After nine months of our bodies’ growing to accommodate our babies, it is understandable that we may develop Striae Gravidarum also known as Stretch Marks. Stretch marks are basically small tears in the layers of tissue under your skin as it expands.
During pregnancy your hormones can soften the fibres of your skin, making it more prone to stretch marks. These indented streaks may appear on your tummy, boobs, and thighs as your skin is expanding quickly. You’ll most likely start to notice stretch marks around the end of the second trimester into the beginning of the third trimester however they do sometimes appear sooner.
Whether or not you get stretch marks has a lot to do with the elasticity of your skin as well as how rapidly your skin is expanding. The faster your skin stretches, the more likely it is to leave a mark. Stretch marks usually fade on their own over time. Although there isn’t a treatment that will get rid of stretch marks completely, there are things you can do to help reduce their appearance and texture. The results vary from person to person and depend largely on your genetics, diet, and lifestyle habits.
Here are some ways we can take care of our skin during pregnancy & postpartum
Eat a nutrient-rich diet
Though stretch marks are usually genetic, nourishing your skin from the inside can be a good defense against striae. Eating a well-balanced diet packed with vitamins, minerals, and antioxidants such as beta-carotene, vitamins C, E, and A and omega-3 helps in skin cell creation and collagen production, which helps keep skin strong and elastic.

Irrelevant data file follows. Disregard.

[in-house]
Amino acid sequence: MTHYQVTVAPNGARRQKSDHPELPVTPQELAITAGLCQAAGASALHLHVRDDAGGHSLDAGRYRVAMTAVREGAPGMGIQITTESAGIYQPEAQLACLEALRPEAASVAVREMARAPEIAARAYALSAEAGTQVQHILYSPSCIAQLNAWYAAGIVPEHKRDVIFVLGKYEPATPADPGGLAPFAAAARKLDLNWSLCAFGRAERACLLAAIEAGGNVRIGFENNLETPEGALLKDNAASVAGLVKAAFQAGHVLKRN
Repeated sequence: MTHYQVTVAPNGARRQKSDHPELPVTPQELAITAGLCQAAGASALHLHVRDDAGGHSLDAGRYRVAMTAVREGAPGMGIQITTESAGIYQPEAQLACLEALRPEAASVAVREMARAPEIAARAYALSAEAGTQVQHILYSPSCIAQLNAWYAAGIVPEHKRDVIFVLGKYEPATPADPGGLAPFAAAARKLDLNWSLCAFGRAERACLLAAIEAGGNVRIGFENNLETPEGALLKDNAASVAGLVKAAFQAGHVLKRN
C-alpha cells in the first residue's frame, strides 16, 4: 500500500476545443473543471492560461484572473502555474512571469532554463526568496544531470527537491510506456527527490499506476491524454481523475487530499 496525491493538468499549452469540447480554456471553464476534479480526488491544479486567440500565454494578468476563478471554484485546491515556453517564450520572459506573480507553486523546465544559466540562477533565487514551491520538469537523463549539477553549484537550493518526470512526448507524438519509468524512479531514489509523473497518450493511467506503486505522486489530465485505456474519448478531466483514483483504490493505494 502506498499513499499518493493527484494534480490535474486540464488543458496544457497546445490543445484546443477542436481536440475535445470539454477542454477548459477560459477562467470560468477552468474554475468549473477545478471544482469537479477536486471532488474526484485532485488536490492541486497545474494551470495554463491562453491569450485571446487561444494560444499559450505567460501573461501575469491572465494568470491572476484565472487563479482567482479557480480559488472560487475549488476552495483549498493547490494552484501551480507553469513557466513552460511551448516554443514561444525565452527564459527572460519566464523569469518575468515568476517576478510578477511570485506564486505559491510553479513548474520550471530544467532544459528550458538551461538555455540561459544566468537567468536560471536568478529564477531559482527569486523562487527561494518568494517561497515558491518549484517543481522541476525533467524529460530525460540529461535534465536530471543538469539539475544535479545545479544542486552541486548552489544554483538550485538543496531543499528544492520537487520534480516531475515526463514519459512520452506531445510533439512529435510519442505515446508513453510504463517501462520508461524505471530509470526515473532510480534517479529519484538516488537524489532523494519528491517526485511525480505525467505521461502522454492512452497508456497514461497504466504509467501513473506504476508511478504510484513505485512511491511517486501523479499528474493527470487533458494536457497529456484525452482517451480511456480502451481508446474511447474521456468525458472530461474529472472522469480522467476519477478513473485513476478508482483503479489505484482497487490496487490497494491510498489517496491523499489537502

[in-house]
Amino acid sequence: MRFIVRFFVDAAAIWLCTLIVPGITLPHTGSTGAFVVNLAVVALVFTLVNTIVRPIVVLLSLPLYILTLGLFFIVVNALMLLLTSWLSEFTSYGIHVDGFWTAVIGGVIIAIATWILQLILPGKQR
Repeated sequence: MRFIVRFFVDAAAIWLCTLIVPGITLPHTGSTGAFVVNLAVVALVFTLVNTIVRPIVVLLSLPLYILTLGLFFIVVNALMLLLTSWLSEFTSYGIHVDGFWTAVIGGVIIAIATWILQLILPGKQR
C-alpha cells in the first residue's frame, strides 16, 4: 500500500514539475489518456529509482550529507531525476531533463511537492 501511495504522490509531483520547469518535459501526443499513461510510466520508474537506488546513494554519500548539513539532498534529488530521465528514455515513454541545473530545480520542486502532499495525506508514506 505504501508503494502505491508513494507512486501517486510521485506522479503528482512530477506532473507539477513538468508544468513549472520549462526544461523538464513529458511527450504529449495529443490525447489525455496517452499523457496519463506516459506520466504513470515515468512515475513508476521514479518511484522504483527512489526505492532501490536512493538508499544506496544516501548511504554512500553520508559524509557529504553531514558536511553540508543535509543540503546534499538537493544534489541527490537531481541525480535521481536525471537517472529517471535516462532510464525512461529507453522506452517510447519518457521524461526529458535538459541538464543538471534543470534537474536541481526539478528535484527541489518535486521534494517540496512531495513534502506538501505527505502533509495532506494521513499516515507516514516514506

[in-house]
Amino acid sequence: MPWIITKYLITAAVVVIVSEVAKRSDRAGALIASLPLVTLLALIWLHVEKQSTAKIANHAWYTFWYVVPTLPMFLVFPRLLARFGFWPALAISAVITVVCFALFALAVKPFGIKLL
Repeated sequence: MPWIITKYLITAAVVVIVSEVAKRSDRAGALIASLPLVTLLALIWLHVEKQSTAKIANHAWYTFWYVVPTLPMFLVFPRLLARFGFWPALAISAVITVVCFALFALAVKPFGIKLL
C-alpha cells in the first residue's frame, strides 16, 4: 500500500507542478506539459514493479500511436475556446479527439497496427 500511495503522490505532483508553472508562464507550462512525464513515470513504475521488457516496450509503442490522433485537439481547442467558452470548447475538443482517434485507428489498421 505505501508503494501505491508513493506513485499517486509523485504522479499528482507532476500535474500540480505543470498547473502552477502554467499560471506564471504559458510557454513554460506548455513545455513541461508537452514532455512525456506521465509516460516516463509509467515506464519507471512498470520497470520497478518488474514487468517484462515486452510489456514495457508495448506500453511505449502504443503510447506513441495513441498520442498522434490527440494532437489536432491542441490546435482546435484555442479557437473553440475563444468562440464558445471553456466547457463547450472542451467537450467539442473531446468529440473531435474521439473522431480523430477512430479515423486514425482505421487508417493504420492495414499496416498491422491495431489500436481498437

EFAs (essential fatty acids). These consist of flaxseed oil, borage oil, blackcurrant seed oil, sunflower seed oil, blue-green algae etc. Polyunsaturated fat is prone to oxidation, which leads to rancidity and free-radical generation, so store your fats in the refrigerator and consume them in balance with your other foods.
Nuts and seeds (Brazil nuts, macadamias, almonds, walnuts, hemp seeds, sunflower seeds, chia seeds, pumpkin seeds, flaxseeds). The oils from nuts and seeds help to nourish the skin from the inside helping to increase skin elasticity.
incorporate foods such as berries, kale, spinach, colourful peppers, sweet potatoes, papayas, citrus fruits, broccoli, and carrots into your diet.
Foods high in zinc such as beef, seeds, lentils, cashews, turkey, quinoa, and prawns can also help with collagen production.
Exfoliate and Massage
Exfoliating your skin often can help to slowly remove the layers of damaged skin and encourage the regrowth of healthy tissue. Follow this up by massaging a stretch mark oil or cream on your belly, hips to the belly, hips, thighs, and breasts in a circular motion.
A daily massage can help to stimulate collagen production, boost blood circulation and improve skin’s tensile strength. Massage also connects you with your body, allowing you to appreciate your physical being even though you may not feel like looking at your reflection.
Use a hydrating, anti-inflammatory and antioxidant oil like our Nourishing Skin Oil, a specially formulated blend of deeply nourishing plant oils including Rosehip, Buriti, Baobab, and Murula Oils, to help build the skin's strength help keep it soft and supple during pregnancy so that it retains epidermal elasticity.
Be sure to massage the underside of the belly as that is the skin that tends to overstretch the quickest. Applying daily will help with the dry, itchy skin associated with pregnancy. This is best done in the evening after a shower, when your pores are still open.
Drinking enough water throughout pregnancy ensures that your skin is staying well hydrated, keeping it soft and elastic. This keeps your skin supple and less prone to tears and helps to improve the overall appearance of your skin.